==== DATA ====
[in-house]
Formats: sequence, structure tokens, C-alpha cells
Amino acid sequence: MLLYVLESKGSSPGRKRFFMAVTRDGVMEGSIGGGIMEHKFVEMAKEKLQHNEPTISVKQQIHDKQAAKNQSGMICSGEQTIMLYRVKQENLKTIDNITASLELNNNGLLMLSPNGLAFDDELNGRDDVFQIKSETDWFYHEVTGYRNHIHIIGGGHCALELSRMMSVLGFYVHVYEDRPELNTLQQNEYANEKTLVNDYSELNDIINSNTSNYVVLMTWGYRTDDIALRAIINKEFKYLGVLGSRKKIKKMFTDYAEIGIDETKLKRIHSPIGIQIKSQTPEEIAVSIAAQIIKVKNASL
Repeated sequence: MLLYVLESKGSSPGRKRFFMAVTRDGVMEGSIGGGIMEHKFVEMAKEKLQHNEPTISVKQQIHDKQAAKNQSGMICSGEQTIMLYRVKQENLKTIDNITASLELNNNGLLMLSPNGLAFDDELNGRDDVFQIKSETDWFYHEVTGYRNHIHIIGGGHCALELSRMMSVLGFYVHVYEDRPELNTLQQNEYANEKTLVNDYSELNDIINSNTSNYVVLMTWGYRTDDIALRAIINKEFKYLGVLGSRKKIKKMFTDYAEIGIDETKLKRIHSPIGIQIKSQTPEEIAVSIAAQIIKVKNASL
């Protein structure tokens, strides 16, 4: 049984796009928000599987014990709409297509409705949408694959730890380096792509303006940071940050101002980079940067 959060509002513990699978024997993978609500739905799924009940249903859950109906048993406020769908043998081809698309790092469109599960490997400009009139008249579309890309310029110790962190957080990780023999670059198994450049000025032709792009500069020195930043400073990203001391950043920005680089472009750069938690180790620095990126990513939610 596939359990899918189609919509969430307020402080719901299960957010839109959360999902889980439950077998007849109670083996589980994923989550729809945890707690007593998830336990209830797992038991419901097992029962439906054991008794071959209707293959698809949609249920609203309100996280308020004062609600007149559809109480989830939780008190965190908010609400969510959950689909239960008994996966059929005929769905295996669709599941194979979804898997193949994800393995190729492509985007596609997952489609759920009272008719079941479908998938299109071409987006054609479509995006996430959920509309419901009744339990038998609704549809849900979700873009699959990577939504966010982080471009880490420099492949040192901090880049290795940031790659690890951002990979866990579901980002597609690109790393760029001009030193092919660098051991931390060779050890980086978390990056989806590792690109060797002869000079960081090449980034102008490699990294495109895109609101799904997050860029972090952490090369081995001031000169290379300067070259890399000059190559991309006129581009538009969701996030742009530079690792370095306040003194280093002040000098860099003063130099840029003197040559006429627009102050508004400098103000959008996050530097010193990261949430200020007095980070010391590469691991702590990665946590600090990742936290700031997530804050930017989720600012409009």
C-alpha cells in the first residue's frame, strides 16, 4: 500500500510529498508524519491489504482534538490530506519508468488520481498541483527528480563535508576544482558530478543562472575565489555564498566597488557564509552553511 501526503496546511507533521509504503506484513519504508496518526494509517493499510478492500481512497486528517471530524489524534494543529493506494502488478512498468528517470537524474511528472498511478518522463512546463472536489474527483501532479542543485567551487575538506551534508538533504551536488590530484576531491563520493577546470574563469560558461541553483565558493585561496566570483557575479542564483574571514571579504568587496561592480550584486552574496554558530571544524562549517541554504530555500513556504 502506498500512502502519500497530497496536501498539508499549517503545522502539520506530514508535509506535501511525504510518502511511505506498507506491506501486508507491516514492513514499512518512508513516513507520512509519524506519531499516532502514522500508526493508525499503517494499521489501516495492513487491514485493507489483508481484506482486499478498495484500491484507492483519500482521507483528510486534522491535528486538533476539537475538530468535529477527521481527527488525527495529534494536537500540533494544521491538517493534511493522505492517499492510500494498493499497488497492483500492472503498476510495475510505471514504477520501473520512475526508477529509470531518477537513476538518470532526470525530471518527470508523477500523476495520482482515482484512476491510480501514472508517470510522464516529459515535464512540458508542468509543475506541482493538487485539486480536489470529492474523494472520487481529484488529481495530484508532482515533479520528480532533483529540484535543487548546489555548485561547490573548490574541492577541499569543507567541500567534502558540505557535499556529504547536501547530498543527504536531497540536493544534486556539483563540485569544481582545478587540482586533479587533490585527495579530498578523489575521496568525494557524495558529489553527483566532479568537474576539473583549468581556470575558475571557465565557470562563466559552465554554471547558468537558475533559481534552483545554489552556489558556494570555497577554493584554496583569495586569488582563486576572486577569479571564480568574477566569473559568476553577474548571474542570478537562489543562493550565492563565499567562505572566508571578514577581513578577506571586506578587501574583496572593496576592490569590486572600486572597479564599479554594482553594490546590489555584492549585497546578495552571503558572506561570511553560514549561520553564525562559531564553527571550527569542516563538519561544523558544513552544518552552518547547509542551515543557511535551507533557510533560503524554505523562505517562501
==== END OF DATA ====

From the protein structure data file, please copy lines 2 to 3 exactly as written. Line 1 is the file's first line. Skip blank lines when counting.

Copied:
Formats: sequence, structure tokens, C-alpha cells
Amino acid sequence: MLLYVLESKGSSPGRKRFFMAVTRDGVMEGSIGGGIMEHKFVEMAKEKLQHNEPTISVKQQIHDKQAAKNQSGMICSGEQTIMLYRVKQENLKTIDNITASLELNNNGLLMLSPNGLAFDDELNGRDDVFQIKSETDWFYHEVTGYRNHIHIIGGGHCALELSRMMSVLGFYVHVYEDRPELNTLQQNEYANEKTLVNDYSELNDIINSNTSNYVVLMTWGYRTDDIALRAIINKEFKYLGVLGSRKKIKKMFTDYAEIGIDETKLKRIHSPIGIQIKSQTPEEIAVSIAAQIIKVKNASL